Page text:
for decades and easyJet wants to change that. Women account for six per cent of the airline’s new pilot intake, and the goal is to double that to 12 per cent in the next two years. Transport secretary Patrick McLoughlin and the government’s new Transport Skills Strategy, which wants to attract more women to transport roles, are behind the campaign. “Our new Transport Infrastructure Skills Strategy sets tough new targets designed to get more women into the industry,” said McLoughlin. “I’m delighted to see easyJet taking a lead with the Amy Johnson Flying initiative and would like to see more companies coming up with innovative ways to encourage more women to consider a career in transport.” easyJet worked with the British Women Pilots Association to get the programme running and the airline pledged to underwrite training loans of £100,000 for new entrant pilots. The firm is “widening the pipeline” by encouraging female pilots in all ranks and positions to apply for the scheme. According to easyJet, this is just the first part of a long term-term strategy to grow the female pilot community.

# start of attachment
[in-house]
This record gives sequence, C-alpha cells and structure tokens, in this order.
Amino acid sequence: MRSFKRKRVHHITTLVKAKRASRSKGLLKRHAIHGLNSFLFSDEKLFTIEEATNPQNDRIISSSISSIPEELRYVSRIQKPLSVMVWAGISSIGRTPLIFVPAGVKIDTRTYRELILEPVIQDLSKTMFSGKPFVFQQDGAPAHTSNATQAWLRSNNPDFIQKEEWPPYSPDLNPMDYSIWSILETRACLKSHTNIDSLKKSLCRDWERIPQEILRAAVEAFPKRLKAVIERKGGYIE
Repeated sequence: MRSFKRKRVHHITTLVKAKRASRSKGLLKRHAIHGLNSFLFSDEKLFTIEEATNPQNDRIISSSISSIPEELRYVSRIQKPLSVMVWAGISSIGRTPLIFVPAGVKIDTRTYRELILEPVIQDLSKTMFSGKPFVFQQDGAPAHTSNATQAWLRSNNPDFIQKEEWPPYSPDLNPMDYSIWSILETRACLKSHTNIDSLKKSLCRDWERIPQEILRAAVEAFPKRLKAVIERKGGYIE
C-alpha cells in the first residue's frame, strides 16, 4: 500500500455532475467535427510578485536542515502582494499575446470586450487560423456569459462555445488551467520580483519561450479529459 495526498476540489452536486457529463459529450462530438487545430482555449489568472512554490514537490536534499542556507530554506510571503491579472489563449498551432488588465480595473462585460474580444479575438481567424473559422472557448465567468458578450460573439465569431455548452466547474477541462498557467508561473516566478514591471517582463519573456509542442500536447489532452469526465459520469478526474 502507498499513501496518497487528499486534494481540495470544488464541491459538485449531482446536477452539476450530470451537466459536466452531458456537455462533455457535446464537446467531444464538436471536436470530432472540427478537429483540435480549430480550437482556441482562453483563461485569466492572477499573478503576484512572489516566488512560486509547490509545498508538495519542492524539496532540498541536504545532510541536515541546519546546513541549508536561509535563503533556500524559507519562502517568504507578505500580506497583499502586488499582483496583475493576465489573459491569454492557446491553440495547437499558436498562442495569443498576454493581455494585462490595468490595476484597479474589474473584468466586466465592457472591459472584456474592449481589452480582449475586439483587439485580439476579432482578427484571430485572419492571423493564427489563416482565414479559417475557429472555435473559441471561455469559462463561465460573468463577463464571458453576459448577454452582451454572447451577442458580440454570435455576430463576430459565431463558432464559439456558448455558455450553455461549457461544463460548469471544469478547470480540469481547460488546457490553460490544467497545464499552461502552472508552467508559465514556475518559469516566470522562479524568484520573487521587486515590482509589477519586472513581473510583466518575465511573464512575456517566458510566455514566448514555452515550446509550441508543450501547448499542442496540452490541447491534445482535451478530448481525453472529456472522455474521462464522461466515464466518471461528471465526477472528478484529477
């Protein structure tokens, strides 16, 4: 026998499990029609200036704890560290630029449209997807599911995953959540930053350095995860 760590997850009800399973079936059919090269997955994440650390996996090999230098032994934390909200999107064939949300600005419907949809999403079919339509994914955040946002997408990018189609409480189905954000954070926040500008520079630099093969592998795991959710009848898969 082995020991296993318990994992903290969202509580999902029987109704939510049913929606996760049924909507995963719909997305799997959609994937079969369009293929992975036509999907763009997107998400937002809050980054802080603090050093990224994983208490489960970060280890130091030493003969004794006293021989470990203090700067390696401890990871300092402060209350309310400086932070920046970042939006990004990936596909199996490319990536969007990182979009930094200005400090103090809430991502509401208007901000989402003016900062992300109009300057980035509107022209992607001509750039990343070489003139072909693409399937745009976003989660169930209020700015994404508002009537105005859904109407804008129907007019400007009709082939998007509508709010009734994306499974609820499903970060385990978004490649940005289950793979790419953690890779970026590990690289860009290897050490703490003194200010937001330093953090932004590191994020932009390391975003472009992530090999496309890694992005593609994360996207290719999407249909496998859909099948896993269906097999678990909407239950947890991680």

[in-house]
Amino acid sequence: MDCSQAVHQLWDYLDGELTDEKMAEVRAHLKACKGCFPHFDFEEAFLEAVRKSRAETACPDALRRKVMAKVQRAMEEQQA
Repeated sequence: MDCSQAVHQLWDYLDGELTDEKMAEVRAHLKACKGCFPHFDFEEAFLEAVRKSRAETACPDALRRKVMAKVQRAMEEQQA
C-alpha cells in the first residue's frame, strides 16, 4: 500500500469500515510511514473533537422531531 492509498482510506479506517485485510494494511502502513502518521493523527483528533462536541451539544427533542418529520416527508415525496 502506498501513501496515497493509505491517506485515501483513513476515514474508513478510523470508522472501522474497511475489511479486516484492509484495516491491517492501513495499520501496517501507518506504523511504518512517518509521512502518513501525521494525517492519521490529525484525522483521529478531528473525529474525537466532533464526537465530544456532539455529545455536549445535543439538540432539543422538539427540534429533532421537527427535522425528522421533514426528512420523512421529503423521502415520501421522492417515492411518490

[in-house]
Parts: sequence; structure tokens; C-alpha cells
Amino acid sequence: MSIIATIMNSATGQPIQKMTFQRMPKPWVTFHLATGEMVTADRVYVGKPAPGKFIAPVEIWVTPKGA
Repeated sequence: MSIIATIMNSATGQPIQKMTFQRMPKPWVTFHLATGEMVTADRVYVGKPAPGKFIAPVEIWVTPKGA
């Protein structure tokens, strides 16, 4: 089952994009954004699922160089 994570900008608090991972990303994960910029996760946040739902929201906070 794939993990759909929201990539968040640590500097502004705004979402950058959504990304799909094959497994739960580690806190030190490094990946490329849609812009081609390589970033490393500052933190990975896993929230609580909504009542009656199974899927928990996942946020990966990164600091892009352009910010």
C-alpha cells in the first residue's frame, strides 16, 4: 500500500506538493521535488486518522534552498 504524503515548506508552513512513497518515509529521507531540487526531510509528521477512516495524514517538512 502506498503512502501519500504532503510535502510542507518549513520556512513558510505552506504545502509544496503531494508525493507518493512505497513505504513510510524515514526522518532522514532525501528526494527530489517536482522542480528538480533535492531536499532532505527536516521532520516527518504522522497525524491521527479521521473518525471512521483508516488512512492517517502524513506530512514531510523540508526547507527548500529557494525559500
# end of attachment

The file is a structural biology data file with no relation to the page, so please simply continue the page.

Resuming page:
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Monday 18 January marked Blue Monday, so we rounded up the five best marketing campaigns created by big brands in attempt to cheer up consumers on the “most depressing day of the year” – find out how easyJet secured a spot on our list.By Zen Terrelonge Concerned with issues surrounding gender diversity in business? Don’t miss the Real Business First Women programme: Drawing on years of the First Women movement and the phenomenal network of pioneering women the Awards has created, this programme features The First Women Awards and The First Women Summit – designed to educate, mentor and inspire women in all levels of business.
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